Quarles & Brady, Arizona Technology Council commend SEC crowdfunding ruling

The U.S. Securities and Exchange Commission’s recent decision to permit equity crowdfunding, in accordance with October’s Jumpstart Our Business Startups (JOBS) Act, could open up an attractive option to Arizona businesses, Quarles & Brady LLP and the Arizona Technology Council said this week. 


The U.S. Securities and Exchange Commission’s recent decision to permit equity crowdfunding, in accordance with October’s Jumpstart Our Business Startups (JOBS) Act, could open up an attractive option to Arizona businesses, Quarles & Brady LLP and the Arizona Technology Council said this week. 

The law firm of Quarles & Brady and the council said that the legislation not only indicates a sea change in the SEC’s handling of private securities, but it also stands to positively impact local business owners who want to raise capital via public efforts.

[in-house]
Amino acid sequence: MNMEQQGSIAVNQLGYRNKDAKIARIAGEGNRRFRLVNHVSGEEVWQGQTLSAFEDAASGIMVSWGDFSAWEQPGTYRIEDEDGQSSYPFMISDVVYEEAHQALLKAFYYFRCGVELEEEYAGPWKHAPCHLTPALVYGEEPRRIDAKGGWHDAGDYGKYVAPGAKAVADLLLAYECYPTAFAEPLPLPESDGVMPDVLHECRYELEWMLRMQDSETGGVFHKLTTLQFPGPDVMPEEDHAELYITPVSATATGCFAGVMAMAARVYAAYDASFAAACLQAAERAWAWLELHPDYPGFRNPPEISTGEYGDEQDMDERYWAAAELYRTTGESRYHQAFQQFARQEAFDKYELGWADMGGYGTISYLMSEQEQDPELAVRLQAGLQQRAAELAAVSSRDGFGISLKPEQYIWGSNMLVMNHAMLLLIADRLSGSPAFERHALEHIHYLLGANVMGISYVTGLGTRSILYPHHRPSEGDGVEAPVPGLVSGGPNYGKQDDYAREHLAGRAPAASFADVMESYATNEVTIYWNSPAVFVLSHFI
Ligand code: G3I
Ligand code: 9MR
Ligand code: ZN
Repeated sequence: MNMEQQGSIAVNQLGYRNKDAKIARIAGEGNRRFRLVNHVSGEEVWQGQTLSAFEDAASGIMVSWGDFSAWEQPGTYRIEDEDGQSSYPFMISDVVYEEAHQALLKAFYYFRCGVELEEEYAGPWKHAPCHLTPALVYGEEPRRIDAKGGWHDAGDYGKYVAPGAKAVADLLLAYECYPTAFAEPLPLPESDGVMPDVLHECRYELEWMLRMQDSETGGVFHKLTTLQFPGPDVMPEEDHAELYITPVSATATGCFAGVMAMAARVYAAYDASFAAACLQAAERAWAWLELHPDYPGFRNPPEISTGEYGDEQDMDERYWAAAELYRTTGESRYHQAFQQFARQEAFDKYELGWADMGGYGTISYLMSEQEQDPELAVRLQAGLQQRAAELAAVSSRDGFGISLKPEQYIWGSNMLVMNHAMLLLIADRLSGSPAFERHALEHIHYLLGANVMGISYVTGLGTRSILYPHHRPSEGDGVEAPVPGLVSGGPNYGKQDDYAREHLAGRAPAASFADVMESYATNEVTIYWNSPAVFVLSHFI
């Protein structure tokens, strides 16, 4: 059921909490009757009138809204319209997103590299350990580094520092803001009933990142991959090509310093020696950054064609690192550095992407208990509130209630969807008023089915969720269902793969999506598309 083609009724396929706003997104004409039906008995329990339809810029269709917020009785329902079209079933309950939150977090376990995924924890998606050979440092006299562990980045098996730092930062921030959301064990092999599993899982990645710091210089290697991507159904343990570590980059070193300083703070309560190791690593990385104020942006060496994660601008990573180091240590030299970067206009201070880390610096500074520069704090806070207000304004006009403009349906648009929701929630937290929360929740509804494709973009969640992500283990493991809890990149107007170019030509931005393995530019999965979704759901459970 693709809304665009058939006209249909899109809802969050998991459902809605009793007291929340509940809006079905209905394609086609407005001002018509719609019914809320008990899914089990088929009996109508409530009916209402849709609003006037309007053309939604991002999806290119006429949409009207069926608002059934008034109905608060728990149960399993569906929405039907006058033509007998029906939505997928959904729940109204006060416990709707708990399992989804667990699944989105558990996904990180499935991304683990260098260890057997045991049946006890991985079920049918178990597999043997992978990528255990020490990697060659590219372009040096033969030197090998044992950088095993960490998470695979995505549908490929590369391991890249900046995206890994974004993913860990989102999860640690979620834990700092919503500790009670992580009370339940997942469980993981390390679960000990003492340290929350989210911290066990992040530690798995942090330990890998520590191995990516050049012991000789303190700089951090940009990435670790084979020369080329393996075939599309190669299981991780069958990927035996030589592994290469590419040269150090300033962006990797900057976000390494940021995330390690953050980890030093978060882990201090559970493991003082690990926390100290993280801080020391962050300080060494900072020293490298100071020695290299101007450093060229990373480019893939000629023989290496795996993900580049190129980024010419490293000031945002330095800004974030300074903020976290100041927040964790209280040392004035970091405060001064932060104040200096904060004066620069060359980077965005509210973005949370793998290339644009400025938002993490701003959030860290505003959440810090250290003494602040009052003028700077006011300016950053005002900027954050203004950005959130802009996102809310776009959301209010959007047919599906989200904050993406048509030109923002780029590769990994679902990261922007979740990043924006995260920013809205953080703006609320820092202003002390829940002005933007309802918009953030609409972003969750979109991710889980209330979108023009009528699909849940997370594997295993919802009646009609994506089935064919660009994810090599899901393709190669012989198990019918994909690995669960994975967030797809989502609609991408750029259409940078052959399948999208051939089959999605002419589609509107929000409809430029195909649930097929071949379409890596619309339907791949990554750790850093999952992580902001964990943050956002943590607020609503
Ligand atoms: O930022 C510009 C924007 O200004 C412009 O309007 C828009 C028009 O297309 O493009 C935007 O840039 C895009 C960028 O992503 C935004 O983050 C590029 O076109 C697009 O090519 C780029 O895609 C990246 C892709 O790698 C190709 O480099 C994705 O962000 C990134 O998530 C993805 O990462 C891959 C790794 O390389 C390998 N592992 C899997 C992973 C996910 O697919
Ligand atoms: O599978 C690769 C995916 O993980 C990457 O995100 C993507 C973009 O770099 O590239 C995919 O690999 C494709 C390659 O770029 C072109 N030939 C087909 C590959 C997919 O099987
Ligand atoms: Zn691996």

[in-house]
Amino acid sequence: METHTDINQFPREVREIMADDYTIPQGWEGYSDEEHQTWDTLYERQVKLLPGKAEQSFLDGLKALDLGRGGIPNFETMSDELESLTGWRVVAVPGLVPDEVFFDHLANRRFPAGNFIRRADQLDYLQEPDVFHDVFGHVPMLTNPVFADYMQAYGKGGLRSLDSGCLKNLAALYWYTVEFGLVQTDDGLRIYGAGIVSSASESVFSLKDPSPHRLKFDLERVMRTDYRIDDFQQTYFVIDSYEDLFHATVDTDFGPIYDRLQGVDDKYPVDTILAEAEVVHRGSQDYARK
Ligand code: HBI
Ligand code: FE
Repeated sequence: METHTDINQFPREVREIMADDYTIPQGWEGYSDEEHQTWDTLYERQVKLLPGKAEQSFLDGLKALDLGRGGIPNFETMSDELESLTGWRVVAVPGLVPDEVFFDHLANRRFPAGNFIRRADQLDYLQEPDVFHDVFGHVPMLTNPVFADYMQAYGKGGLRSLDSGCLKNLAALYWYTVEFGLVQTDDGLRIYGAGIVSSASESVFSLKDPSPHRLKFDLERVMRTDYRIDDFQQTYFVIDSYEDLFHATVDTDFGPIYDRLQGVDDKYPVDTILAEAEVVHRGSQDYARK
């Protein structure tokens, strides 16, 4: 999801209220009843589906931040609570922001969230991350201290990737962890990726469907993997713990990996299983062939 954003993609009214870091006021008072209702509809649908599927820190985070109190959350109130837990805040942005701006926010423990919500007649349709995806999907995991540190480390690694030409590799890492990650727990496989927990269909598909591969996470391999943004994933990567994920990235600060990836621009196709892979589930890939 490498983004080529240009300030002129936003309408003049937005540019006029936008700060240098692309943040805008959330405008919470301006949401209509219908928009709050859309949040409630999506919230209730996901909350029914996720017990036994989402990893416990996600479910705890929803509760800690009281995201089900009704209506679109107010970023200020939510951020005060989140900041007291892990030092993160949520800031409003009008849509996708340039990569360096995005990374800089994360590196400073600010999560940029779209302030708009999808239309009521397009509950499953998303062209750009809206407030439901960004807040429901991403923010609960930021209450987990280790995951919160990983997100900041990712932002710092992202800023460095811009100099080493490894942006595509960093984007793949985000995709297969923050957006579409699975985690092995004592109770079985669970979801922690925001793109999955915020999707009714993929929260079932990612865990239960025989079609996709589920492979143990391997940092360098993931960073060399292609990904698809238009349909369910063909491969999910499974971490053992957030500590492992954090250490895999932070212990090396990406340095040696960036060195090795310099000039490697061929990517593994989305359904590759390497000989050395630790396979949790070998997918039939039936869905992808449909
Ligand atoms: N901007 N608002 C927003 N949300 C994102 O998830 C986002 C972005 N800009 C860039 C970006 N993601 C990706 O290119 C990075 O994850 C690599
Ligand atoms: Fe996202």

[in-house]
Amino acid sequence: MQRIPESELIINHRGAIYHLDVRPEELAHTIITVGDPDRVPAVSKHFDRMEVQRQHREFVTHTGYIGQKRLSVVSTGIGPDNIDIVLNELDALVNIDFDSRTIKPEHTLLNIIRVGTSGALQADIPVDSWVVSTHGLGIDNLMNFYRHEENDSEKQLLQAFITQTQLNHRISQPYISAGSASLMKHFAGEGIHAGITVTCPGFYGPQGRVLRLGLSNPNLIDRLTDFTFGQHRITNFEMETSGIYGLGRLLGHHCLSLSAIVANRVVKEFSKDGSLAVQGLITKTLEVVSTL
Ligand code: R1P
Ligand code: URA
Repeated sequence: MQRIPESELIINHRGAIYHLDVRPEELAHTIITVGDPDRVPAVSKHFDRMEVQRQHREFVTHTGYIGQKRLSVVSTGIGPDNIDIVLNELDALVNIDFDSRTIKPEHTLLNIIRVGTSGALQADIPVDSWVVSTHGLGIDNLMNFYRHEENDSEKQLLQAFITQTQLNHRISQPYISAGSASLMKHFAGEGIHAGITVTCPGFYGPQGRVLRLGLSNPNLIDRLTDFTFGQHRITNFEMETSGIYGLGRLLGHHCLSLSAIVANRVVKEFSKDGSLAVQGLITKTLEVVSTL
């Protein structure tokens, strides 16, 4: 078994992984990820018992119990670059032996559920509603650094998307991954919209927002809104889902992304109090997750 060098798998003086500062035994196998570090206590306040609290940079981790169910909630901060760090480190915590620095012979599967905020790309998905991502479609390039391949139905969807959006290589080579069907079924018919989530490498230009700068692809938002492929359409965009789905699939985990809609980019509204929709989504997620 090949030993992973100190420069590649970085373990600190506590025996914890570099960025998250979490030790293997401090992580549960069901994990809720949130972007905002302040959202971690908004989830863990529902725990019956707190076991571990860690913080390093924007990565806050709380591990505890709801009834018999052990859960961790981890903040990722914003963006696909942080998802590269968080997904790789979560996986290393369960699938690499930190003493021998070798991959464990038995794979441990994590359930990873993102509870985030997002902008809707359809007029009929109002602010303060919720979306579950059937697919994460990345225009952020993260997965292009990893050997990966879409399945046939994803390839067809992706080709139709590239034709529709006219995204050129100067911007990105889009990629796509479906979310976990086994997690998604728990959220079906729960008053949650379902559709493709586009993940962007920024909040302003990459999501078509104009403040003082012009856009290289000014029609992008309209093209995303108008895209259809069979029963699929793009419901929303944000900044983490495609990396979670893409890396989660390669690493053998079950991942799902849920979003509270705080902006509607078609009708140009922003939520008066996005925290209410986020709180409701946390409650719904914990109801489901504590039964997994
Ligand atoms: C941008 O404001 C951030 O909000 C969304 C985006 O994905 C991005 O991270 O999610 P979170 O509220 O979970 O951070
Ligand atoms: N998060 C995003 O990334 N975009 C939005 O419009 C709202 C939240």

“Crowdfunding allows companies to use technology to make capital raises more efficient and reach a broader audience of potential investors,” Kevin Walsh, an equity specialist with Quarles & Brady in Phoenix, said. “For startups and other emerging growth businesses that may not have ready access to traditional sources of funding, crowdfunding may be an attractive option for raising capital.”

The federal law's passage follows Arizona’s own crowdfunding law, enacted in July. The federal and state rulings may benefit Arizona enterprises by opening up a greater number of potential contributors.

“The new rules adopted by the SEC represent a fundamental shift in the regulatory landscape,” Quarles & Brady Partner Jacque Westling said. “It opens up a whole new approach for raising capital that will likely have a significant impact on Arizona’s entrepreneurial community.”

Previously, crowdsourcing depended largely on donation campaigns, such as Kickstarter, which funnels capital to specific projects. In contrast, equity crowdfunding raises capital in exchange for equity interest in a company.

“Over a span of only a few years, crowdfunding has brought about dramatic changes to capital formation,” Arizona Technology Council President and CEO Steven Zylstra said. “The single biggest impact for local startups and growing companies is that … entrepreneurs may now … reach out much more broadly to the public during capital raises through online portals registered with the appropriate regulators.”

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